Guests for Sundial Tuesday, March 13 2018:

Scott Zucker , vice president of Audubon Everglades, called in from a Palm Beach County Commission meeting to discuss efforts to preserve the 37 areas of natural land in the county. He spoke about how he is asking lawmakers to set aside the necessary funding to maintain the areas and prevent them from being developed. 

Haitian And Salvadoran TPS Holders Sue Trump Administration

Feb 22, 2018
Al Diaz / Miami Herald

Eight Haitian and Salvadoran immigrants living in the United States with temporary protection from deportation have filed a lawsuit against the Trump administration, arguing that its decision to end Temporary Protected Status was based on racism and discrimination that violates their constitutional rights.

Odalis Garcia / WLRN

More than 2,000 people -mostly women but not exclusively so- gathered on Sunday at Miami's Wynwood to mark the first anniversary of the Women's March and reiterate their commitment to "resist" President Donald Trump's administration and create a more feminist world.

Many people showed up with family, friends, and their pets. It was very much a communal affair. There were also food trucks and tents highlighting issues from reproductive rights and mass incarceration, to climate change. 


Today on Sundial: Salvadorans were the most recent refugee group to lose Temporary Protected Status (TPS). It's now likely that Hondurans will also lose theirs. What's the latest update on groups like these and Nicaraguans and Haitians? What are people doing to stay in the U.S. or find another country that may take them in? We talk with Ana Quiros of Catholic Legal Services about TPS and about the recent raids by immigration services.

Updated at 7:37 p.m. ET

President Trump is denying reports, from NPR and other news outlets, that in a Thursday meeting at the White House he disparaged African nations as "shithole countries" and questioned why the United States would admit immigrants from them and other nations, like Haiti.

Trump told lawmakers that the U.S. should instead seek out more immigrants from countries like Norway.

Scott: Trump Immigration Remarks ‘Absolutely Wrong’

Jan 12, 2018
Gage Skidmore / Flickr

Gov. Rick Scott on Thursday blasted President Donald Trump for reportedly disparaging Haiti, El Salvador and Africa during a bipartisan White House meeting about immigration reform.

According to several news outlets, including The Washington Post, The New York Times and the Los Angeles Times, Trump reportedly questioned why the United States should accept immigrants from “s---hole countries” like Haiti, El Salvador and countries in Africa.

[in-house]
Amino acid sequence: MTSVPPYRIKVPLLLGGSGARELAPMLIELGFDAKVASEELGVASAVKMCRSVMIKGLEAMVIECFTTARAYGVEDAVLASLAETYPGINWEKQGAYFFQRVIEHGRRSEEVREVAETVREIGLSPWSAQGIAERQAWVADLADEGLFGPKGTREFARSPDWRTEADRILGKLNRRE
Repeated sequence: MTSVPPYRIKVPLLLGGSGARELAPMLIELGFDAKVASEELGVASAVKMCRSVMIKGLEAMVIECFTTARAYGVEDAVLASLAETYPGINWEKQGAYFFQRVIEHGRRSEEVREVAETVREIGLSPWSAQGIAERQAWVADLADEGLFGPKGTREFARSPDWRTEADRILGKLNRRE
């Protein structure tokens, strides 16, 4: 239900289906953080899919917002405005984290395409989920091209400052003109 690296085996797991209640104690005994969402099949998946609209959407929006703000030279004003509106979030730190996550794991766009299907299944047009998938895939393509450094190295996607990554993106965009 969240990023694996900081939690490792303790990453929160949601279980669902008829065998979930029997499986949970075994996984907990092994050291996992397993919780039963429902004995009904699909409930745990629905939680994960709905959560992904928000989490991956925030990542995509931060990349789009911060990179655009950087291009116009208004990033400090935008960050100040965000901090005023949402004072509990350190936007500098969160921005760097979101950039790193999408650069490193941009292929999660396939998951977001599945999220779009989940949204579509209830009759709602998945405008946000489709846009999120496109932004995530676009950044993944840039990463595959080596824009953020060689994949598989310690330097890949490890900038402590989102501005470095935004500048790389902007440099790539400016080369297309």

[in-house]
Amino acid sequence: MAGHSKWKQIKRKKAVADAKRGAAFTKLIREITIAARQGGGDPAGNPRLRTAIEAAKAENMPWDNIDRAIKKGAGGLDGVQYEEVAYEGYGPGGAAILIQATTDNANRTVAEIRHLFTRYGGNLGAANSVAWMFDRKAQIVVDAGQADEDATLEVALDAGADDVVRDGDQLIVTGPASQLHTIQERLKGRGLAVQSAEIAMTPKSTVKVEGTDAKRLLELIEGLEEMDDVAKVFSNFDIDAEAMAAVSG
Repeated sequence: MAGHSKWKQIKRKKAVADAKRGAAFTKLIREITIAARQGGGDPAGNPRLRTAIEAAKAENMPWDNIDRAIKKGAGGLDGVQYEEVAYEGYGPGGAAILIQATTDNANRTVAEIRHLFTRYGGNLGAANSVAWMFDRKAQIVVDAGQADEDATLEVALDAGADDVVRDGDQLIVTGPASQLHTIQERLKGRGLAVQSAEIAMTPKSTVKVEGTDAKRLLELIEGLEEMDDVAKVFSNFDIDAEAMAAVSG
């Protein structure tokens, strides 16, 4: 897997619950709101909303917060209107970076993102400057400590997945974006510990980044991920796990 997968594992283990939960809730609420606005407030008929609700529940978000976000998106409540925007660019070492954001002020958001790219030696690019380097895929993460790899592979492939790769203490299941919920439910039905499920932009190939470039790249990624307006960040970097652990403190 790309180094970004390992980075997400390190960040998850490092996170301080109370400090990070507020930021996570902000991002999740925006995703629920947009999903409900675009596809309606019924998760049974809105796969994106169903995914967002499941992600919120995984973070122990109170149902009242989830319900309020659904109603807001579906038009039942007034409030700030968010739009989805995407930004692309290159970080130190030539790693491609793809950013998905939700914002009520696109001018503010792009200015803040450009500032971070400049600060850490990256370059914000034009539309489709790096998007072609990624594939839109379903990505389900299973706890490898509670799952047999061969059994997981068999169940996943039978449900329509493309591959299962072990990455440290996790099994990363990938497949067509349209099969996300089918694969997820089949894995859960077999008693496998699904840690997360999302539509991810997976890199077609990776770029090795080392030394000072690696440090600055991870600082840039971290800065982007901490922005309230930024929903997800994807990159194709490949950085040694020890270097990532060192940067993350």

Bryan Cereijo for The Miami Herald

Many immigrants from El Salvador are in a state of shock. On Monday, the Trump Administration announced that it will soon be ending a humanitarian program that has allowed nearly 200,000 of them to live and work in the U.S. since 2001, after two earthquakes devastated their country. Now they worry for their future.

But the potential pain is likely to prove just as acute in El Salvador. That's because nearly all these Salvadoran immigrants work — and a huge share of them regularly send a portion of their earnings to family in El Salvador.

Tim Padgett /

The Trump Administration announced Monday it will end Temporary Protected Status (TPS) for 200,000 Salvadorans living in the country. South Florida’s Salvadoran population is relatively small - but the TPS ruling will still be felt here.

Updated at 1 p.m. ET

The Trump administration says it will end the temporary protected status that has allowed some 200,000 natives of El Salvador to live in the U.S. without fear of deportation for nearly 17 years, the Department of Homeland Security says.

In announcing the designation's end, DHS Secretary Kirstjen M. Nielsen also said she's extending it for another 18 months, to Sept. 9, 2019 — a delay that her agency says is to ensure "an orderly transition."

Odalis Garcia / WLRN

Miami city commissioners unanimously passed a resolution on Thursday urging the federal government to extend Temporary Protected Status (TPS) for Haitians and Central Americans and to find a permanent solution for Dreamers under DACA.

This resolution was sponsored by every commissioner and the mayor. The designation offers temporary U.S. residency to immigrants fleeing disasters and political instability in their homelands. 

Al Diaz / Miami Herald

The leader of Miami-Dade County public schools sharply criticized the Trump administration’s immigration policies Tuesday morning during a keynote that sounded like part stump speech, part sermon.

Superintendent Alberto Carvalho delivered an impassioned address opening a bipartisan summit on immigration reform at the University of Miami, relating his own “journey” as a Portuguese immigrant who was once in the U.S. illegally.

Sandy Dorsainvil

The women behind a Thanksgiving brunch in Little Haiti are hoping turkey will distract from the community's renewed concerns about immigration.

Peter Haden / WLRN

Hundreds of Florida hospitality workers marched to Mar-a-Lago in Palm Beach Tuesday, just hours after the Department of Homeland Security announced the end of temporary protected status for some 50,000 Haitians.